Krakow, Poland, 19 - 21 June 2024

When we're having an architecture discussion, we'll talk about abstractions, using terms like "component", "module" and "layer". These abstractions reflect our mental model of a software system, which are useful when describing our architectural ideas and intent. These same abstractions don't typically exist in the programming languages we use though. There's no "layer" keyword in Java, for example. To implement these abstractions, we need to use a combination of the constructs available in our programming languages; such as classes, interfaces, objects, functions, packages, namespaces, files, and folders. In many cases, the code that is written doesn't end up reflecting the abstractions. This is the "model-code gap".
The model-code gap manifests itself in a number of ways. In obvious cases, the code doesn't match the architecture diagrams. Sometimes the problems are more subtle though. This session is about the model-code gap, and particularly how it relates to applications that are built from a single monolithic deployment unit. Regardless of how we choose to structure our code (layers, vertical slices, ports and adapters, etc), our best design intentions can be destroyed in a flash if we don't consider the intricacies of the implementation strategy. The devil is in the implementation details.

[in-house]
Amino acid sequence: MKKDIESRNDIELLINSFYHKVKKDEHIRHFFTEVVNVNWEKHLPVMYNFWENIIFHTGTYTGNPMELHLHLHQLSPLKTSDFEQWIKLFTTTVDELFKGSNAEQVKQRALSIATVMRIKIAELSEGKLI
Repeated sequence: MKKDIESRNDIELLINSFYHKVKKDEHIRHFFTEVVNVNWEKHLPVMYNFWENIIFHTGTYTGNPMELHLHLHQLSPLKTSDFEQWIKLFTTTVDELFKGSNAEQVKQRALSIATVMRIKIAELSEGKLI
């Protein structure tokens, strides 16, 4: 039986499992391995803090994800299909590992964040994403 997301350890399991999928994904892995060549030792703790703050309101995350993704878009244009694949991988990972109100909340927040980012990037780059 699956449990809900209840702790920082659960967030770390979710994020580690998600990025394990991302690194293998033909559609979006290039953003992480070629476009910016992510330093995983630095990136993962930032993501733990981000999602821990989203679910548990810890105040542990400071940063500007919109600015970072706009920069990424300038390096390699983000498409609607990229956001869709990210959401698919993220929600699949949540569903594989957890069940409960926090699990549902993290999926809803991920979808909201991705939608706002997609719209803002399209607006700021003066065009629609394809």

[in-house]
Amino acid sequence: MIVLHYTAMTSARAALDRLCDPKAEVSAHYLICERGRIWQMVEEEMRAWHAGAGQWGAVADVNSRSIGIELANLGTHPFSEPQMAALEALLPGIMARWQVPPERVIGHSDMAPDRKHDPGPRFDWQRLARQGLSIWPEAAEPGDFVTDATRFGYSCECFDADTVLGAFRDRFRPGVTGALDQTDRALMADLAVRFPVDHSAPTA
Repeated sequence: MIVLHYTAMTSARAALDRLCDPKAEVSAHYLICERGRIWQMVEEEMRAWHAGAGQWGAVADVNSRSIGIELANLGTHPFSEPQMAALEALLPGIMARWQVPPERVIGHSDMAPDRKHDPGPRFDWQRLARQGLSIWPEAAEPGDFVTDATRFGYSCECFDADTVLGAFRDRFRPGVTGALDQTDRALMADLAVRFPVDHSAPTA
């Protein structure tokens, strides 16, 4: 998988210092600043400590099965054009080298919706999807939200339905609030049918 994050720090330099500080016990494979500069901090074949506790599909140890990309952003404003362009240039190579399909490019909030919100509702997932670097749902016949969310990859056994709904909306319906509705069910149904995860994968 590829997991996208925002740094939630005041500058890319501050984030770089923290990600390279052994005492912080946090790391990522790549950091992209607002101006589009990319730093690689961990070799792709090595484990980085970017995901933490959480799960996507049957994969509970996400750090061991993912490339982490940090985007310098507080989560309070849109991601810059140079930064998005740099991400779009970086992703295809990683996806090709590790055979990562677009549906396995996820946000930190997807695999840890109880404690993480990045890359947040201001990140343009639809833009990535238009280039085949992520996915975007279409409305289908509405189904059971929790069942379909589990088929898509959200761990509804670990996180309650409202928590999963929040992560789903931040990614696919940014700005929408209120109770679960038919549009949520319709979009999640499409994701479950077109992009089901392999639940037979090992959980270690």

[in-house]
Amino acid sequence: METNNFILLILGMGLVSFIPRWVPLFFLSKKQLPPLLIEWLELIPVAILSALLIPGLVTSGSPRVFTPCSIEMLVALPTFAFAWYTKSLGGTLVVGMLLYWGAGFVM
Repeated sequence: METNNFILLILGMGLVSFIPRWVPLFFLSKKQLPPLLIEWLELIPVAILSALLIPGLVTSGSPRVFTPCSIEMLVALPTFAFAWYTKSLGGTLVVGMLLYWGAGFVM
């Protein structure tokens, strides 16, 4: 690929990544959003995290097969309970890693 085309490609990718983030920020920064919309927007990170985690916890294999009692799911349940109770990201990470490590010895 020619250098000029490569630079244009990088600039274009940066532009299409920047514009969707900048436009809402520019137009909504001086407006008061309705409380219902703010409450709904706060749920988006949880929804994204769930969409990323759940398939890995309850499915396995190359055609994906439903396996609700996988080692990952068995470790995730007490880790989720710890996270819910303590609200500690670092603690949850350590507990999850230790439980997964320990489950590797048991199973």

Simon Brown
Simon is an independent consultant specialising in software architecture. He is the author of “Software Architecture for Developers” (a developer-friendly guide to software architecture, technical leadership and the balance with agility), the creator of the C4 model for visualising software architecture, and the creator of the Structurizr tooling. Simon is a regular speaker at international software development conferences, and travels the world to help organisations visualise their software architecture.

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Venue address

ICE Krakow, ul. Marii Konopnickiej 17


+48 691 793 877


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